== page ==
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about 24 hours for me...

I'll measure and mill grain the night before and fill my kettle.
In the morning I'll dough in and let it mash all day long while I'm at work.
Come home mash out and brew.
By evening it's in the fermenter.
 
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zacster

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I made a 5 gallon BIAB batch yesterday with my 120v Digiboil. I started at 7:30 and was pretty much finished by the time my 11:00 meeting started (the only thing left to do was rinse off the chiller and a bucket - too bad the meeting didn't start at 11:03). So it was 3 1/2 hours. That's with an hour-long mash and an hour-long boil.

The big caveat is that I measured/milled my grains the night before, and I got the water ready as well. When I woke up, it was at strike temperature so all I had to do was add grains for the mash. If I was starting from scratch, it likely would have taken another hour to pour the water and heat it. I don't consider it part of my brew day because I'm asleep when it's heating, but I can see why someone would feel otherwise.
I guess my point in posting this originally was to see if the actual brew day could be shortened. If heating the water unattended overnight works I would count that as a win. I've at least had the water set up the night before, but I'm using the gas stove so I can't have it ready in advance.

I'm retired so the time doesn't really bother me, but while I was still working it basically took an entire weekend day, even if I started at 6am when I'd normally be getting up for work. By the time I was done I didn't want to do much else even if it isn't a physically difficult activity to brew. And starting that early wasn't an option because it took the kitchen out of service and with 3 kids they always wanted something.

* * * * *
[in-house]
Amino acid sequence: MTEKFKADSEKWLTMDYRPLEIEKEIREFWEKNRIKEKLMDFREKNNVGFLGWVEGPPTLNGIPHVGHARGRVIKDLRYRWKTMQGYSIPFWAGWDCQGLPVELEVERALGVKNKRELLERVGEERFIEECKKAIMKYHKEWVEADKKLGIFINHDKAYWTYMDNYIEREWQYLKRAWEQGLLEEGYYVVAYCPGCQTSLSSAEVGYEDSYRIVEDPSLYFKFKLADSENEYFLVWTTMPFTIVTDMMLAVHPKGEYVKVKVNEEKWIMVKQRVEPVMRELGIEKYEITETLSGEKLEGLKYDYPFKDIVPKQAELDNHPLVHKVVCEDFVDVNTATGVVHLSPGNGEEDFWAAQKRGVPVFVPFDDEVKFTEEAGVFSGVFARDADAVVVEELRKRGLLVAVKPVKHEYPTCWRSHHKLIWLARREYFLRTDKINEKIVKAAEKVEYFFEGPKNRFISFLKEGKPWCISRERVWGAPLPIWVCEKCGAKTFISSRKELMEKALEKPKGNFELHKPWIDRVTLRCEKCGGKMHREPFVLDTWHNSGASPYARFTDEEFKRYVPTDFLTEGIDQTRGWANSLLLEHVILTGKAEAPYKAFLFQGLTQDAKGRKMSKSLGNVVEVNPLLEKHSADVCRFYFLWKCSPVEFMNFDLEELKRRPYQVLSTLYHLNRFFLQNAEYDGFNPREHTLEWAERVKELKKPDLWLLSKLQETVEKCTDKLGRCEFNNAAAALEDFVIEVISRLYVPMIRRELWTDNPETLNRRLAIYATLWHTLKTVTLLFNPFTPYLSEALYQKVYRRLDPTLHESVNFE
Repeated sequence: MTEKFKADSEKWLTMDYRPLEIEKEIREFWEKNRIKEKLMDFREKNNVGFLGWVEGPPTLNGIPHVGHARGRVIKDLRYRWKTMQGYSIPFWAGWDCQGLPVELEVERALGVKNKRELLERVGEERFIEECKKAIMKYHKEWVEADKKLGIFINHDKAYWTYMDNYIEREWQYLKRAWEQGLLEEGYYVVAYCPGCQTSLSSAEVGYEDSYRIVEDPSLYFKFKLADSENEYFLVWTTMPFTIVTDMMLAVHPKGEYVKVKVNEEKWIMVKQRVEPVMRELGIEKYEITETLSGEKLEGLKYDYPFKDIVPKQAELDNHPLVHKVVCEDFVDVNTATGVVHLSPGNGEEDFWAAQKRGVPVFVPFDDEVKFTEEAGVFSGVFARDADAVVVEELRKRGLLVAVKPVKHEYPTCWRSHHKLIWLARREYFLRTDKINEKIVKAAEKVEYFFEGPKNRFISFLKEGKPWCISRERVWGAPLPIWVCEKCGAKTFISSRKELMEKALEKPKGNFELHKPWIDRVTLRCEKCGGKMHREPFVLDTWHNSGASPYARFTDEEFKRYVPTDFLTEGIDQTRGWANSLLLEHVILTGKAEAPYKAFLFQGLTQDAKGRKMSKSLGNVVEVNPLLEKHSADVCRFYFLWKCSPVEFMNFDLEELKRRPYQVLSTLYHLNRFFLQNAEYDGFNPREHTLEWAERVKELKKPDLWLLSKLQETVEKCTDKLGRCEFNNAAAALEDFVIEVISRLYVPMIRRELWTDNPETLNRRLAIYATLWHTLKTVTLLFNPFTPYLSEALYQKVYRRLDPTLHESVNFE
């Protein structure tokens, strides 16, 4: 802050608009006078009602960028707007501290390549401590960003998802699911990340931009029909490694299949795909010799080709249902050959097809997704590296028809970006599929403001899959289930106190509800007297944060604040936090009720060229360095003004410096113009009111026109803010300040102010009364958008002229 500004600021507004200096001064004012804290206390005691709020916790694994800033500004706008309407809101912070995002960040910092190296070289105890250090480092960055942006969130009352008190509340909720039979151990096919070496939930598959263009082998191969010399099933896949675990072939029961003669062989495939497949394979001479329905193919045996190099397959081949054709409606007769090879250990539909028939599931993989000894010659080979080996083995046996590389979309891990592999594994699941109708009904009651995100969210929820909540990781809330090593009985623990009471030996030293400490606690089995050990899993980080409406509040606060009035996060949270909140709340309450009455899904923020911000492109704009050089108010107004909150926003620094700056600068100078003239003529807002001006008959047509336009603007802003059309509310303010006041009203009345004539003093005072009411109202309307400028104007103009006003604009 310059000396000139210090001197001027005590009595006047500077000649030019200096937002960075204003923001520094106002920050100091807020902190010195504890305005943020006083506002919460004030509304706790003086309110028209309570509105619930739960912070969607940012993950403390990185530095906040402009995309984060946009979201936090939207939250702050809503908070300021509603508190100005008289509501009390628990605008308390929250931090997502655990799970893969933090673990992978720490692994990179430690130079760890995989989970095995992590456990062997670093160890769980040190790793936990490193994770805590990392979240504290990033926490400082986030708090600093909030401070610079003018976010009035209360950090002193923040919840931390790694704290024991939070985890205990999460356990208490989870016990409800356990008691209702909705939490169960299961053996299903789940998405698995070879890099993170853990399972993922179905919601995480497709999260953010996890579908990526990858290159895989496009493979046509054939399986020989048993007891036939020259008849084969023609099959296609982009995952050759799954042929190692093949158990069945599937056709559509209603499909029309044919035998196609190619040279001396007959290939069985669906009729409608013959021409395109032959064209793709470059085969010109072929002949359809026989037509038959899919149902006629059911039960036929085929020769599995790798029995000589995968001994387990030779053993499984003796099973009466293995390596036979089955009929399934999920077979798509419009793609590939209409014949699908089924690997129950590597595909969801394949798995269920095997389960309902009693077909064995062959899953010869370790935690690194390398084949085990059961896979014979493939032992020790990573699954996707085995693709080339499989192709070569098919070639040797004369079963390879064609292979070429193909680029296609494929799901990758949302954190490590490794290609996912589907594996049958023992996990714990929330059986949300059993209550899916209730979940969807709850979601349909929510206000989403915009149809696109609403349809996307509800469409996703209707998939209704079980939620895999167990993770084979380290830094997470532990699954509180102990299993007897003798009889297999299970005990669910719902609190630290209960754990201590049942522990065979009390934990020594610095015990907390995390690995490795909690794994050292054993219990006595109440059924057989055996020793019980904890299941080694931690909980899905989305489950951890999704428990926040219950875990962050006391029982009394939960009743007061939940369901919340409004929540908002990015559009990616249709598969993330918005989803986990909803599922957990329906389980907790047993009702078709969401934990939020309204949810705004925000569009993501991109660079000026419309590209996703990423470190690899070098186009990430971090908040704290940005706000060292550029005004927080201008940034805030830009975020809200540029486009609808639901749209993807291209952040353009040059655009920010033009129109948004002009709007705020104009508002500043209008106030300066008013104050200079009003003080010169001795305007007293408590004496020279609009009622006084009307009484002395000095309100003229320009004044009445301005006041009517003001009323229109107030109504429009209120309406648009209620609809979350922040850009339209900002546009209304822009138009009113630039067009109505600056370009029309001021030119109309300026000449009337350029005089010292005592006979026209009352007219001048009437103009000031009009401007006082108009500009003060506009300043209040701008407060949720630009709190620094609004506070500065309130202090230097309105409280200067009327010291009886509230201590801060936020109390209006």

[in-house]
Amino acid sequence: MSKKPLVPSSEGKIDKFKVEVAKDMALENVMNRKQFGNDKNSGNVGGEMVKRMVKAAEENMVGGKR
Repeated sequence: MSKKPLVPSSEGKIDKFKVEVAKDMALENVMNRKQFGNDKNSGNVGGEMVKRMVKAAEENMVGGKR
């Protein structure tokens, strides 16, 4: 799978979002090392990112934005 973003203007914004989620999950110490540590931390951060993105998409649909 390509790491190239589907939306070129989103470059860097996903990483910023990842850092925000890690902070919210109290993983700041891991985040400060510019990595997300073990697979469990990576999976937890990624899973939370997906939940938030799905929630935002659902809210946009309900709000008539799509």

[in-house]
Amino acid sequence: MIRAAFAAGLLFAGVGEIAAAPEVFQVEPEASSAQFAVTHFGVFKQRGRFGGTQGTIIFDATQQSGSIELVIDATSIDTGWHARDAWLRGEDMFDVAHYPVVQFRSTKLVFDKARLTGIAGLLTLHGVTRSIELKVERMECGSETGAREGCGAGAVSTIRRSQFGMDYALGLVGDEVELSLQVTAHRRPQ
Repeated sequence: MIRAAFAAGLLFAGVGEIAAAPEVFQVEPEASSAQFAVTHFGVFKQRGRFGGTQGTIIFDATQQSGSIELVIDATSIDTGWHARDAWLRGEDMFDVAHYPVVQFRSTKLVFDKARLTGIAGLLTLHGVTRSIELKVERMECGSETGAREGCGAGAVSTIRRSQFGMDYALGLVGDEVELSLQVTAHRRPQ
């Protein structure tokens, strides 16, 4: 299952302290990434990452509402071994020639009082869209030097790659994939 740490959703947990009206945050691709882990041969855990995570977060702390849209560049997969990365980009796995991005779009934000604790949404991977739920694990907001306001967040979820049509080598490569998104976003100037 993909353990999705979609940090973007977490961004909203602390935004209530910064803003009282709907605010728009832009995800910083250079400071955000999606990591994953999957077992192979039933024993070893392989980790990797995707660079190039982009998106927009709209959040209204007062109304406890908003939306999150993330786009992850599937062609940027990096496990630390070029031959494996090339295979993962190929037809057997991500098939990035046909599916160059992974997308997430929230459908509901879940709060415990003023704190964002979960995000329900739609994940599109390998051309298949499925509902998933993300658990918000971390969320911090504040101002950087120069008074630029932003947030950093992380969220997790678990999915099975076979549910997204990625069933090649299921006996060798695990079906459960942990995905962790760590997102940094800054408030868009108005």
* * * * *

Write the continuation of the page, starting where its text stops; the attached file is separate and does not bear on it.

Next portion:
soup4lunch

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5gal BIAB 240V 5500 watt element w overnight mash (sous vide cooker). Total 3.5hrs as follows; 1hr in evening for initial water heating, grain milled, hops set aside in freezer, water adjusted and finally grain in bag into the pot. Sous vide to hold temp over night w sleeping bag. Next morning 2.5hrs; BIAB lift, heat to boil and put out hops. During 60min boil, finish off grain bag & dump grains in compose bin, filter water for next brew (into 5g jugs), keg prior brew in cold crash frig, clean FV for this batch. Towards end of boil drop in wort chiller which uses recycled water from 35g brute trash can with 6-7 gallons of ice in 1/2g milk jugs and sump pump. During chilling clean BIAB/hop bags and any mess. Wort drained into FV at 75-70f with FV placed in chest freezer w temp control. Brew pot cleaned, yeast ready, milk jugs back in freezer and finally drop in yeast.... done. Time for breakfast!
 

Barbarossa

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I guess my point in posting this originally was to see if the actual brew day could be shortened. If heating the water unattended overnight works I would count that as a win.
The anvil Foundry, and maybe other all I ones, can have a delayed start. You can set your kettle to start heating up at night and when you wake up, you're at mash temp.
 

ajm163